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Three jars of pickled peppers in a row, full of mostly yellow-green banana peppers and few hot red ember chilis
Preserve Your Harvest,  Recipes

Quick & Easy Refrigerator Pickled Peppers Recipe

Aaron picked a peck of peppers to pickle. Deanna and Aaron pickled a peck of peppers that Aaron picked. The picked peppers that they pickled were perfect! Now I want to teach you how to make our favorite, quick-and-easy, refrigerator pickled peppers recipe. Yup, no canning required! Though, you could can them – if you desire. These pickled peppers are delectably tangy, just a tad sweet, and as spicy as you make them!

Truth be told, we grow banana peppers pretty much just to make this recipe! They’re excellent prepared other ways of course, but are exceptional when pickled – much like a classic pepperoncini! However, banana peppers aren’t the only type of pepper that you can use for this refrigerator pickled pepper recipe. Hot, mild, sweet, savory… use whatever variety of pepper your taste buds or garden dictate! (Find our top tips to grow your own peppers here)

We have pickled jalapeños, spicy corn de chevre peppers, and even sweet bell peppers in this same manner. Personally, we prefer to save our hot peppers for making homemade chili powder! See how we make chili powder in this easy tutorial.

Ready to get pickling? 


Per quart jar, stuffed with peppers of your choice:

  • Peppers of choice – the amount will vary, depending on pepper size
  • 1 cup of filtered water
  • 1 cup of white vinegar
  • About a dozen peppercorns
  • A few sprigs of fresh dill 
  • 2 to 3 cloves of garlic, lightly crushed
  • 1 heaping tablespoon sea salt and sugar each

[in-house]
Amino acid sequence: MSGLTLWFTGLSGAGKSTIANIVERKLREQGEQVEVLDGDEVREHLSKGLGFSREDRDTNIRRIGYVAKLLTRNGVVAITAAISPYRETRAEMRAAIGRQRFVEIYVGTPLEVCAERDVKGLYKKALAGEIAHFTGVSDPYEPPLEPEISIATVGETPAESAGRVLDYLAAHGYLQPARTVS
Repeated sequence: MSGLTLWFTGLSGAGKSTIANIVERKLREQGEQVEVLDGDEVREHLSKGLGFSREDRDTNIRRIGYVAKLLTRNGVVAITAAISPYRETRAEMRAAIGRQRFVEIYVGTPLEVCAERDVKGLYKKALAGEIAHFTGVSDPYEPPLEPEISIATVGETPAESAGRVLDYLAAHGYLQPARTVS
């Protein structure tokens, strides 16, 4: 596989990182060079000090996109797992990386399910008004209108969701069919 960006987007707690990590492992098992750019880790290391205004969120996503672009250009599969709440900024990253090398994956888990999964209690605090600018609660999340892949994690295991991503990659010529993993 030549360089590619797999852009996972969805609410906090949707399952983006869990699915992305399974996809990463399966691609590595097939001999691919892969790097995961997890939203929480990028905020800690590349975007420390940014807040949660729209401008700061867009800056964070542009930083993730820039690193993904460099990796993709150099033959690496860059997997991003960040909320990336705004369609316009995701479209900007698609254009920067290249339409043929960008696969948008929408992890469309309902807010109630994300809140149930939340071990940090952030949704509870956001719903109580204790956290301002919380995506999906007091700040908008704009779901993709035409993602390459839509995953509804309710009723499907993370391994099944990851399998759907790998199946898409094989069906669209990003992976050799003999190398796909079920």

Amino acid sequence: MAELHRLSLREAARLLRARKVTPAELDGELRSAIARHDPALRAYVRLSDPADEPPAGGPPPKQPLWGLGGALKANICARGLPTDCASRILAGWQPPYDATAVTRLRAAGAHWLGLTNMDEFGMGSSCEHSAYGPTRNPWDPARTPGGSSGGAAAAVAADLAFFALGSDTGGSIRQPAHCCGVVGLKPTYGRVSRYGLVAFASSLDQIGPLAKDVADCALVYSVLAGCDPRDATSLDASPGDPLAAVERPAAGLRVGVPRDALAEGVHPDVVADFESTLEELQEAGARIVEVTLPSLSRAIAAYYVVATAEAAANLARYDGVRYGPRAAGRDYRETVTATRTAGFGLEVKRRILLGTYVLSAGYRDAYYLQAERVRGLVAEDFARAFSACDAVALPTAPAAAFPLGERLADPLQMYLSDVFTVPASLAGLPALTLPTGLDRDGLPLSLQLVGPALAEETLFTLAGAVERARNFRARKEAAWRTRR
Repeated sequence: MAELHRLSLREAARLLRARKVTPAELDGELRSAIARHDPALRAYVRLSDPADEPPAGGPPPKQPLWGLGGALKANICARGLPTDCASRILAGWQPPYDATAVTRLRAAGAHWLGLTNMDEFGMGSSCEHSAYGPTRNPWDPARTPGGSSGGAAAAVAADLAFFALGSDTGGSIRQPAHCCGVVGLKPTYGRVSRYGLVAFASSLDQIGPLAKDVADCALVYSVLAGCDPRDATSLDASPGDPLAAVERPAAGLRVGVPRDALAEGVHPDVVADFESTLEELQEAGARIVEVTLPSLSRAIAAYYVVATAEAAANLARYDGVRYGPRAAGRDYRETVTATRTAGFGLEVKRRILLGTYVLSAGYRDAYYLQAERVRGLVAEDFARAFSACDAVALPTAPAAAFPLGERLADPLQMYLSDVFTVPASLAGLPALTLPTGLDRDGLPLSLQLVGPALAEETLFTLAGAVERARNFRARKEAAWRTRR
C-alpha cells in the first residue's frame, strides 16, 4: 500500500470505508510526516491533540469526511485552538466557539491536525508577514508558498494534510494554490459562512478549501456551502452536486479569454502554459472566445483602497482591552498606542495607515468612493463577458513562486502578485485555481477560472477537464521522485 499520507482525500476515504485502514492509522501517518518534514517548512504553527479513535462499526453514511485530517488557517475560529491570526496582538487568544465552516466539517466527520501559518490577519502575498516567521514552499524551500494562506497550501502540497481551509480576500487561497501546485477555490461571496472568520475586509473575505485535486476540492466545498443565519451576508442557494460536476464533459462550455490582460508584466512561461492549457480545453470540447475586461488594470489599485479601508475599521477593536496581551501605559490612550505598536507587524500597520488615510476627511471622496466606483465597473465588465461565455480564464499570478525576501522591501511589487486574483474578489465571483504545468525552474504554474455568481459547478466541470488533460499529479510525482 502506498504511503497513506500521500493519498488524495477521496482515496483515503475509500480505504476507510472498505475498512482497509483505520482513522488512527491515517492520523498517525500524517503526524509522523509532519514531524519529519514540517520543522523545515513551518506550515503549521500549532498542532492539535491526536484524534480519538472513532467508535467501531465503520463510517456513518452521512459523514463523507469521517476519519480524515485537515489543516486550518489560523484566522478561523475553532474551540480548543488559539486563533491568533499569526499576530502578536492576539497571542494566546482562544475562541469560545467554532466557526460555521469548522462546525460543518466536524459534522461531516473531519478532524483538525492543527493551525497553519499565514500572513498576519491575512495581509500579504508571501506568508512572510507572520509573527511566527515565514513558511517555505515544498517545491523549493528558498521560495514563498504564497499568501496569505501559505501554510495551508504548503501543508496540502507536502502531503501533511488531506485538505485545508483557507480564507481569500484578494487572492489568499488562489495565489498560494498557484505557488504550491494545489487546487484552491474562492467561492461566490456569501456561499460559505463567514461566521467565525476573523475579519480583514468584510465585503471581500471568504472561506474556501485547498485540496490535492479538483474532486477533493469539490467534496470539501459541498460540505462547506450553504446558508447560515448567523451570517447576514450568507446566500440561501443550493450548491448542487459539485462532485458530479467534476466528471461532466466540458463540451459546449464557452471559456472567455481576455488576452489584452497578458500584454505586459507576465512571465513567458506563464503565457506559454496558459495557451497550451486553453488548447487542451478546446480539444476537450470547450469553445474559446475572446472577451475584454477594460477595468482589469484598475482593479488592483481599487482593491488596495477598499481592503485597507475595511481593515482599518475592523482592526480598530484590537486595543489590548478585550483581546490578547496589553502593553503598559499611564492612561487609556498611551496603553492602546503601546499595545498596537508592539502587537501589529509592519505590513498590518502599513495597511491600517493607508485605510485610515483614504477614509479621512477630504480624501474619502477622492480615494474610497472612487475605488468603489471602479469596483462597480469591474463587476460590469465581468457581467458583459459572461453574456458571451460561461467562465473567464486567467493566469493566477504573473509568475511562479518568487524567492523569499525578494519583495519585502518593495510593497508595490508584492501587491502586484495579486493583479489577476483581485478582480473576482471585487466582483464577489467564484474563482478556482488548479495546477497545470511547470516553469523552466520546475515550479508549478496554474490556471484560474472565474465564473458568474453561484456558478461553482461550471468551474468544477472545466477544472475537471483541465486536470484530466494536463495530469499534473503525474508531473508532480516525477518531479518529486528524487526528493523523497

• A sprinkle of celery seed

We typically make several quart jars at once, or one large half-gallon jar, so we triple the recipe by combining 3 cups of vinegar, 3 cups of water, 4 tablespoons of salt and sugar each, and just under ½ teaspoon celery seed.

Optional: Grape, oak, black tea, or horseradish leaves. All of these leaves contain tannins that help the peppers stay more crisp. I highly suggest adding them if you choose to hot-bath can pickled peppers. The heat will cause them to soften much more than the refrigerator method!

Speaking of canning, if you intend to hot-bath can this pickled pepper recipe, increase the vinegar-to-water ratio than what is listed above. For food safety, adjust the recipe to be about 3 times the amount of vinegar to water. For example, 1.5 cups of vinegar and 1/2 cup of water, scaling both up as needed.

Many green/yellow banana peppers and a few red cayenne peppers litter a barn wood surface. There are also cloves of garlic, a few sprigs of dill, salt, sugar, peppercorns, and celery seed each in their own measuring spoon in the middle/front of the peppers. These are the ingredients for the recipe.


Step 1: Prepare Jars

In the bottom of each glass mason jar (or similar container), add a few sprigs of fresh, washed dill. Peel 2 to 3 cloves of garlic, crush them lightly with the wide side of a knife, and throw them in the jar as well. Finally, add a pinch of peppercorns. We add about a dozen per quart jar. If you are using grape or oak leaves, add one or two to the bottom of each jar now. We’ve done it both ways, and simply didn’t have any available to use this time!

A close up image showing the bottom of a quart size mason jar. It contains, three cloves of garlic, a few sprigs of dill neatly nest around the outer edge of the inside of the jar, and a number of peppercorns dot the bottom as well.

Step 2: Create A Pickling Brine

On the stovetop, combine equal parts white vinegar and water in a pot. Next, add equal parts sugar and sea salt, plus a sprinkle of celery seed – following the amounts list above. Stir, and lightly heat the mixture until the salt and sugar has dissolved.

We don’t want to add the brine to the peppers when it is piping hot though! “Cooking” the peppers in boiling brine will make them soften. Therefore, allow the brine to cool a bit while you are preparing and packing the peppers in jars. Lukewarm is good.